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Students weigh in on schedule conflicts

Every year in April, M-A students sign up for next year’s academic and elective classes with their counselors. However, by the beginning of school, some students inevitably get placed in classes that they did not want to take, or are not allowed into a certain level of a subject due to conflicting classes. Some believe that the growing student population is not proportional to the constant amount of teachers, however administration has not confirmed this statement.

An anonymous junior stated that “since ceramics and journalism was overfilled, [she] was forced to take an elective class that [she] had little interest in.”

Like many other students, she suffered from conflicting classes; too little opportunity to take the classes you want, because too few classes are being taught on that subject.

Still, counselors take into account scheduling issues that are unavoidable, “Singleton conflicts” as counselor Laura Duran put it. She continued, “Counselors include these limitations in college letters of recommendation when a student is unable to take a requested course due to scheduling issues.”

This resolves some concerns about fulfilling academic elective classes for college resumés but it does not solve the issue of student desires.

Regulations for schedule changes have also been adapted in the past few years. ‘Horizontal’ changes are not allowed. For example, if a student signed up for Marine Biology but wanted to switch to Physics, the school would not grant this change. However, if a student was placed in AS Physics, their request to switch into regular Physics could be granted. Note, switching from a regular class into an AP will rarely be permitted.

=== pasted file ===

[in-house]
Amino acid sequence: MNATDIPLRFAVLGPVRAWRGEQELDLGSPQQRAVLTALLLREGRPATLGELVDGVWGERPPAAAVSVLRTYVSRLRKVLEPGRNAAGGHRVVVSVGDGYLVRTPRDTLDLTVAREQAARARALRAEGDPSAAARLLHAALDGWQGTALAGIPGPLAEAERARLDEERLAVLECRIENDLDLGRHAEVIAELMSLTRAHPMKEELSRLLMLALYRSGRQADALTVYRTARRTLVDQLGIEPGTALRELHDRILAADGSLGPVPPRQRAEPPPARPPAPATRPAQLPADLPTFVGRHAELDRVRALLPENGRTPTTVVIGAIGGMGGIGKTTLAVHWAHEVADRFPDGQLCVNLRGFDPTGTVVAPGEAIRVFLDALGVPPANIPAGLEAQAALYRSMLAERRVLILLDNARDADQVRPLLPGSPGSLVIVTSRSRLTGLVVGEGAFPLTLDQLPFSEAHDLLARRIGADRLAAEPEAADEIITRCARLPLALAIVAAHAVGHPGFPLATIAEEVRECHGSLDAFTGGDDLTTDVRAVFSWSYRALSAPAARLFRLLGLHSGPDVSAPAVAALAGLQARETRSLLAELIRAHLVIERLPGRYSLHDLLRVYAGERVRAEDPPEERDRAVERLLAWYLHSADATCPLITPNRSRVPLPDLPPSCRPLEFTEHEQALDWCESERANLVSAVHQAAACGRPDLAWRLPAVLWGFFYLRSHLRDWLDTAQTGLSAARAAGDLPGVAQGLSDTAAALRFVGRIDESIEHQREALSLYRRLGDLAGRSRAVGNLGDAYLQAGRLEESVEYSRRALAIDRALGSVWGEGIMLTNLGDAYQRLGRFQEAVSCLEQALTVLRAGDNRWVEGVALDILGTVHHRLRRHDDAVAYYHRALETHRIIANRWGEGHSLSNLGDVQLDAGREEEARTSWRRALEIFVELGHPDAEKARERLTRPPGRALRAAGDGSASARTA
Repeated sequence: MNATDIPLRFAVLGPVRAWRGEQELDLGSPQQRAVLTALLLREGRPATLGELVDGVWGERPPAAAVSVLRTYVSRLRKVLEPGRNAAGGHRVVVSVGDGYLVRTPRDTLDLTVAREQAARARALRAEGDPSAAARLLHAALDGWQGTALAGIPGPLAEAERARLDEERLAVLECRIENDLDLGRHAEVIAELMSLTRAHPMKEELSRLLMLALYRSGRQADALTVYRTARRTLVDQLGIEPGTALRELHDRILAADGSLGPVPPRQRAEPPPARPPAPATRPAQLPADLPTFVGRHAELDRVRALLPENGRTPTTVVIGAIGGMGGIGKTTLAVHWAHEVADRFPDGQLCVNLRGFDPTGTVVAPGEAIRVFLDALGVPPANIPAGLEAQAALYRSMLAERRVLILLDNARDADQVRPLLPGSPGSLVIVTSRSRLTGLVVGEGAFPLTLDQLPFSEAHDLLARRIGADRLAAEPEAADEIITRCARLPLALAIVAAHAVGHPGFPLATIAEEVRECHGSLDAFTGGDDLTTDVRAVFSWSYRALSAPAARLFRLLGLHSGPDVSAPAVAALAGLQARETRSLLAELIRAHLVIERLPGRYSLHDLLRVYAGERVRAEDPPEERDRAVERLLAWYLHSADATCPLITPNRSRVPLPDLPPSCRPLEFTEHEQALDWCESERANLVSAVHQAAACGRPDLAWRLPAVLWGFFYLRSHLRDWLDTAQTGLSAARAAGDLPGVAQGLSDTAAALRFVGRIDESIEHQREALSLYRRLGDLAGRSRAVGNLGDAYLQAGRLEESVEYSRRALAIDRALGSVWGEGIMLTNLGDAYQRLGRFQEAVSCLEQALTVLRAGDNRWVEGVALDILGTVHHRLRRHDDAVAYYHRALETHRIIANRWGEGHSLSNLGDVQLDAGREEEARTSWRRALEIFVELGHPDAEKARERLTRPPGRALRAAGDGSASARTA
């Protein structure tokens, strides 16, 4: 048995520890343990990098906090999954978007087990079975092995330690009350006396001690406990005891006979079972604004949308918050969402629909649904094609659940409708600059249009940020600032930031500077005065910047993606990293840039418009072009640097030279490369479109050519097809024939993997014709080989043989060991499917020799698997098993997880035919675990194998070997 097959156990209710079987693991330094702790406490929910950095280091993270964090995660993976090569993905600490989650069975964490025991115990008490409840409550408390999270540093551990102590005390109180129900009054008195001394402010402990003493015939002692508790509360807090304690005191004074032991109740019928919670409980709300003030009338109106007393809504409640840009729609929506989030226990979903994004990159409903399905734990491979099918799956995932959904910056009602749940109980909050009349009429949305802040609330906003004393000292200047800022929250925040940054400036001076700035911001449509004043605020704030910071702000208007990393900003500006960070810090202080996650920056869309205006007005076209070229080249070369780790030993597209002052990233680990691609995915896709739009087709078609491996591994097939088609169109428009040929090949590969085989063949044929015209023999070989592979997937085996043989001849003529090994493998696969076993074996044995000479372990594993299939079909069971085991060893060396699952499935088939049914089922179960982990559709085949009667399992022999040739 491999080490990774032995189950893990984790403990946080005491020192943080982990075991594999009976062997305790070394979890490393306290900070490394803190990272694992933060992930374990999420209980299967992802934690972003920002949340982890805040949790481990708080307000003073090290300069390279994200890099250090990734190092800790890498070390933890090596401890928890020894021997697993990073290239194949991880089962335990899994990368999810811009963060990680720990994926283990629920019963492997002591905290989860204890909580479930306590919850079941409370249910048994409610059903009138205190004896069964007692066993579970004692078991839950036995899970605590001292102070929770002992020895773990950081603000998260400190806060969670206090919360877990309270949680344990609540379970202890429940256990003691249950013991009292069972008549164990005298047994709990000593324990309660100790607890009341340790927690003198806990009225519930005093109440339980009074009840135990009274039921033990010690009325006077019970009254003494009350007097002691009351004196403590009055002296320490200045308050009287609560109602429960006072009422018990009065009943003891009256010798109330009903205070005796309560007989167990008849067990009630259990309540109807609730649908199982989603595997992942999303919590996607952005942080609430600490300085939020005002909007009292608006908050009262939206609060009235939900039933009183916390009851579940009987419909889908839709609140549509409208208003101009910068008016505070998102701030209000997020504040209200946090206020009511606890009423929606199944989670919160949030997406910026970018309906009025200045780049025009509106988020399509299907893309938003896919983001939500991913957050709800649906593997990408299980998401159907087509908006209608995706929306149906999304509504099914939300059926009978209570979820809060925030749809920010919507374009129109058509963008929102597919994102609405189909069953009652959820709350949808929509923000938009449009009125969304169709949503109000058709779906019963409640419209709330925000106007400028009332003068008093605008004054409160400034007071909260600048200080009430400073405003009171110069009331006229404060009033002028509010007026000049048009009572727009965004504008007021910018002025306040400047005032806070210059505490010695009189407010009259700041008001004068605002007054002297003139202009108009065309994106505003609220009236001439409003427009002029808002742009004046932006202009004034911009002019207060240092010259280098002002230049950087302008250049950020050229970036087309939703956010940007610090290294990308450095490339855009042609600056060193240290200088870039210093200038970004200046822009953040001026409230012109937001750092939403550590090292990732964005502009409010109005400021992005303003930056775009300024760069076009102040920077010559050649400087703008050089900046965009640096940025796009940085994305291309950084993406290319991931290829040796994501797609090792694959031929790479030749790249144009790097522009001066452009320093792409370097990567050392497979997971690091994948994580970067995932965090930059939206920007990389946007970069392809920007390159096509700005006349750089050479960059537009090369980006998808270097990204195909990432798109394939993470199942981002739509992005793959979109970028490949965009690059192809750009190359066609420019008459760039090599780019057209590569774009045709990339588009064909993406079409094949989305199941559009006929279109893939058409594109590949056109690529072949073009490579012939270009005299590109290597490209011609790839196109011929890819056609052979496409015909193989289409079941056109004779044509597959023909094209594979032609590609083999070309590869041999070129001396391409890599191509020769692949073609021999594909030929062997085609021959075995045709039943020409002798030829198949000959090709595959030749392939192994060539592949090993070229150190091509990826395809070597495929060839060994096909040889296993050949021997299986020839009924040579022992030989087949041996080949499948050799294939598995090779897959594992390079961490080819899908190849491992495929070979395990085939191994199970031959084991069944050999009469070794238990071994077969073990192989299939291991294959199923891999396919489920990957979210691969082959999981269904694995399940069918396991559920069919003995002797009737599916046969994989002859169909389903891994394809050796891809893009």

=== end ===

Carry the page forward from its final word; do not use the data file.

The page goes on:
Senior Anthony Marini consulted his counselor last spring about going into AP Environmental Science (APES) but he was put into Marine Biology instead because APES was filled. Marini said that he was left on the waiting list and his counselor “told me that I could probably switch in at the beginning of the year and I emailed [Mr. Losekoot] about it but he never responded.”

He continued, “then at the assembly [Mr. Losekoot] said they weren’t allowing people to change courses other than level changes.” Marini felt too discouraged to continue the frustrating pursuit over his schedule change and “just dropped it.” The most nerve-racking part of the whole situation was that he “knew people were dropping the course and there was room” but he still was not admitted into the class.

Even though some of these scheduling issues are unavoidable, some regulations are irritating for students. Many people believe seniors should have priority over classes and should not have to deal with such class conflicts. While the letters of recommendation by counselors address scheduling problems, they do not necessarily solve student concerns.

 

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